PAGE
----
After a string of duds (Brave, Cars 2 and Monsters University) had caused some to question if the studio's creative powers were in decline, Pixar regained some of its prestige with Inside Out, an endlessly inventive delight that can easily rank alongside their best work. It was perhaps too much to expect 2 classics from the studio in one year and the troubled production history of The Good Dinosaur (including schedule delays, rewrites, changes of director and voice cast) was very much evident onscreen in the finished work, which suffers from an uncertain style and uneven tone.  
News of Toy Story 4, Cars 3 (yikes) and The Incredibles 2 being in development, in addition to next year's Finding Dory are worrying signs of this once pioneering outfit becoming a nostalgia act. Let's hope that's not the case.

A general lack of purpose was noticeable in the underachieving Ghost in the Shell: The New Movie.
Its underwhelming content was compounded by its overreliance on dialogue and its failure to offer much that was new. It felt like an unimaginative reboot, which was a little puzzling given its lineage from two groundbreaking features and the superb TV series. Making matters worse, news surfaced that Hollywood is attempting a live action version of the original film with Scarlett Johansson in the lead role.

On the subject of unrealised potential, the year's most depressing (i.e. undeserving) success story for me was Jurassic World. While Terminator Genisys fooled no one with its clumsy and leaden attempt to revive the spirit of the first two Terminator films, audiences revelled in Jurassic World's cynical rehash. Even within the confines of a summer tentpole release its general unwillingness to surprise or do anything remotely interesting with its scenario made it one of the most disappointing films of recent memory. It was partly this frustrated response that helped form the basis for the slightly defensive piece I wrote on M. Night Shyamalan's found footage Horror flick The Visit in October. Although the film was derivative in many ways it at least tried to find originality and substance in a relatively unpromising scenario and my response to the film, while far from ecstatic, was certainly more positive than the bored emptiness I felt coming out of Jurassic WorldAge of Ultron and Minions. Also out in October was Crimson Peak; a laudable effort that almost seems imprisoned by its sets, props and costumes and sadly never really hits its stride. For all the extraordinary detail on display the story was too slight and the characters felt underdeveloped. Perhaps the year’s most unfortunate commercial failure though was Tomorrowland. A film brimming with imagination, wit, thoughtfulness and a hopeful message - sadly the public stayed away in droves.

I was quite lucky to see Blackhat in the cinema given the extremely brief release it received in February. It feels like the culmination of Michael Mann's increasingly abstract and daring 21st century work to date. Using high-definition digital cinematography Mann's recent work has an immediacy and texture that is truly startling. I hope he doesn't pull any punches on his forthcoming Ferrari biopic after the derisory response that unfairly greeted his latest work.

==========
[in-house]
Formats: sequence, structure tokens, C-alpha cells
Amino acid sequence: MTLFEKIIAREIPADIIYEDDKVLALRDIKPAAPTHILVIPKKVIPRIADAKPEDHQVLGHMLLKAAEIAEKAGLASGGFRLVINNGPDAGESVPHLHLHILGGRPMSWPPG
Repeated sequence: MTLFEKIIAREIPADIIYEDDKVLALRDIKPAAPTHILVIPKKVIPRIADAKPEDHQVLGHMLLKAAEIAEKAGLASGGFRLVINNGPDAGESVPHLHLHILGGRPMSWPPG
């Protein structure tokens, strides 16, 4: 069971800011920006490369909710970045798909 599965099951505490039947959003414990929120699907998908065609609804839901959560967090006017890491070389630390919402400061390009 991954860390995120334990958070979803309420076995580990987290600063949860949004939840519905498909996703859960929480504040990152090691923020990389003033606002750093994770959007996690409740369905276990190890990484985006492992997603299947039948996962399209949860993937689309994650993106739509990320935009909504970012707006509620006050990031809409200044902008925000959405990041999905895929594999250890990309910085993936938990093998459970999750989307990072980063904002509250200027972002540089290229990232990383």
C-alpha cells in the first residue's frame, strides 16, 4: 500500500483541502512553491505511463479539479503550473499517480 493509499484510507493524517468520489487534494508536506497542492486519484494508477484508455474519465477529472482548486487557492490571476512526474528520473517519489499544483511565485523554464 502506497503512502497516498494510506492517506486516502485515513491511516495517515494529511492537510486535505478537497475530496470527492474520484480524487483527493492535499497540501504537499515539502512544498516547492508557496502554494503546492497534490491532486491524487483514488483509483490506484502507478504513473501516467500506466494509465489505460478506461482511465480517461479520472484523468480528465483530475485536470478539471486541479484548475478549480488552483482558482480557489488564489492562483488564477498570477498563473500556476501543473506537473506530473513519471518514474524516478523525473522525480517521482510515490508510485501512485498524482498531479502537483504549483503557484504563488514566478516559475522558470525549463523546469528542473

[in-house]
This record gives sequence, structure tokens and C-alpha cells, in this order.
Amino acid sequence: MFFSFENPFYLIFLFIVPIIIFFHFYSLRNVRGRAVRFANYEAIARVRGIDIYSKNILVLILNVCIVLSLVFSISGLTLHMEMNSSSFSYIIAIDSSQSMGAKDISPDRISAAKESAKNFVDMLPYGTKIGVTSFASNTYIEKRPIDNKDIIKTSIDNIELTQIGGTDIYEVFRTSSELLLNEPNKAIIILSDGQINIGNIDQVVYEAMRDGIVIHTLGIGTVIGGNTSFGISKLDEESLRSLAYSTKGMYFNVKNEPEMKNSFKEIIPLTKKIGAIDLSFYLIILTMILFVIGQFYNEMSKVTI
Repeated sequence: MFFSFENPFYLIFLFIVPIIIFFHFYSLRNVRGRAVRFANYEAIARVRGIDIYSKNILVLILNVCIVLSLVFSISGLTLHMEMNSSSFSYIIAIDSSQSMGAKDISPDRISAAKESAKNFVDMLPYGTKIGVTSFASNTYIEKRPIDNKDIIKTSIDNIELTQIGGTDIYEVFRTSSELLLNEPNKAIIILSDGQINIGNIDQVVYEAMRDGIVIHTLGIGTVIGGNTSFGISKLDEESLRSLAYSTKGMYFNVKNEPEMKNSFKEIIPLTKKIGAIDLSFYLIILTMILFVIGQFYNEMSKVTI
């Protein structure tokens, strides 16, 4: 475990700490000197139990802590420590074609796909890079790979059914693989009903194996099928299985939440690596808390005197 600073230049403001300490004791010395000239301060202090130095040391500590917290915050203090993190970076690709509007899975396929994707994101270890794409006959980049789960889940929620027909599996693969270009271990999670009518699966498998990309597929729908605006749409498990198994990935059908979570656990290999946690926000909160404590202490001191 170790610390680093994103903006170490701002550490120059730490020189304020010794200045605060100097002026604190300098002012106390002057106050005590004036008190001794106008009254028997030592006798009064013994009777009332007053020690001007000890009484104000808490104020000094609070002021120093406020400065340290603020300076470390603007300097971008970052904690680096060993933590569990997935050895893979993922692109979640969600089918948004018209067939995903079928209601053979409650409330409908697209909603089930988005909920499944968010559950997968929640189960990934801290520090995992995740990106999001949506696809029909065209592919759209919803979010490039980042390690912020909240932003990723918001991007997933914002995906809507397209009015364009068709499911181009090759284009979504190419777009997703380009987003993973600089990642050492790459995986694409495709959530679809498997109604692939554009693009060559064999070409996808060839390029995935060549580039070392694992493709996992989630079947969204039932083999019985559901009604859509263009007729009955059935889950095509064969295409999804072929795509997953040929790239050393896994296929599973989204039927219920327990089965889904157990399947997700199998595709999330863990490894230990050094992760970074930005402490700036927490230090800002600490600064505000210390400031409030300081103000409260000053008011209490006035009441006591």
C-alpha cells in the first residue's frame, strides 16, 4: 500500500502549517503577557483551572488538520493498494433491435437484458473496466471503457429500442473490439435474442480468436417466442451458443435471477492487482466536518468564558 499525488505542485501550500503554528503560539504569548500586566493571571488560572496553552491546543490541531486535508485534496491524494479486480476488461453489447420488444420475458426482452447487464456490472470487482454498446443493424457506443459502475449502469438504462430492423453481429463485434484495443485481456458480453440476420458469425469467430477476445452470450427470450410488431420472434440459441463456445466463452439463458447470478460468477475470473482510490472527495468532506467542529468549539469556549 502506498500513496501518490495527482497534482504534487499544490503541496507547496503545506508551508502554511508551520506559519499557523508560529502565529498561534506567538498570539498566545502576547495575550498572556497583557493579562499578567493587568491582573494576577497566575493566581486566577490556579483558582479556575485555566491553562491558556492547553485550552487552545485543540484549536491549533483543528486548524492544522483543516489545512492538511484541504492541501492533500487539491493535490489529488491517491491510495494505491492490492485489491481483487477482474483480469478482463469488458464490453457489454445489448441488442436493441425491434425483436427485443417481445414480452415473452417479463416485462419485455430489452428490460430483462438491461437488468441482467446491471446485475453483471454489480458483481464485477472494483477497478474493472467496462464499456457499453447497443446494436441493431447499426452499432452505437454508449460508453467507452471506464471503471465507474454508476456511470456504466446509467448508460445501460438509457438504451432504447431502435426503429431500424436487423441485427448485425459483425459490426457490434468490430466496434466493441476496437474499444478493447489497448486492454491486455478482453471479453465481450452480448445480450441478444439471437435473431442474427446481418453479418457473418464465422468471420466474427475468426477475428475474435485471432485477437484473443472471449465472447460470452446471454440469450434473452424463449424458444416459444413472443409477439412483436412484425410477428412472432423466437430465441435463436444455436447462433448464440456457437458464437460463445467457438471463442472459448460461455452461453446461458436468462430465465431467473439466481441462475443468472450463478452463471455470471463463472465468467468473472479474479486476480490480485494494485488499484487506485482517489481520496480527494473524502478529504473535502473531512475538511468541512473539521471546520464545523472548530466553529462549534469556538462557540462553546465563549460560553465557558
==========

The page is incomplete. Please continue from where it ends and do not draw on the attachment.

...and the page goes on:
By contrast Black Mass, a lumbering, awkward joke of a crime flick somehow got touted as Johnny Depp's "comeback" movie, presumably by the same people who failed to notice such fine films as Public Enemies and The Rum Diary. I sometimes wonder if Mystic River is to blame but it seems every year of the past decade or so has produced at least one hideously over praised studio crime picture with A-listers competing for gurning space onscreen. From The Departed to American Gangster to The Town to American Hustle viewers who hope that American cinema will return to the hollow cynicism and macho posturing of the 1970s have long championed these regressive, almost farcical works. My advice: you'll get much better no-nonsense thrills from Run All Night, a nifty thriller with Liam Neeson and Ed Harris bringing great tenacity and depth to their roles of old friends thrown in to a blood rivalry by a cruel act of fate.

In the overrated category I also found myself unable to join the chorus of approval that greeted such titles as Diary of a Teenage Girl, Sicario, Ex Machina and Mistress America. The flat and dull drama 45 Years caused a stir that was almost alarming. Is this really the best that British cinema has to offer? It's the sort of thing that works better on television. In the case of The Martian however I was forewarned. I read the book by Andy Weir in January and found it to be a terrible, corny, cliché ridden movie pitch disguised as a novel. Unfortunately the film adaptation that came out in September is very faithful to the book. Heavy on scientific data and explanations but devoid of characterisation, urgency or drama, the whole thing seems to have been made on autopilot. Matt Damon does what little he can with the material but his character is a crashing bore and it seems to be consciously striving to imitate inane, predictable award laden dramas such as Argo and Gravity. Do yourself a favour and watch Apollo 13 or Mission to Mars again instead.

On the adaptation front there were decent new versions of classic works – Thomas Vinterberg’s Far from the Madding Crowd, a moody and energetic version of Macbeth and, even though it wasn’t from one of Arthur Conan Doyle's tales, Mr. Holmes was a very worthwhile screen outing for the legendary sleuth. I’m curious to see what Bernard Rose has done with his new version of Frankenstein. In Disney's live action take on Cinderella, director Kenneth Branagh and screenwriter Paul Weitz wisely let the classic story be retold in a more or less familiar and straightforward fashion and, lo and behold, it still works all these centuries later.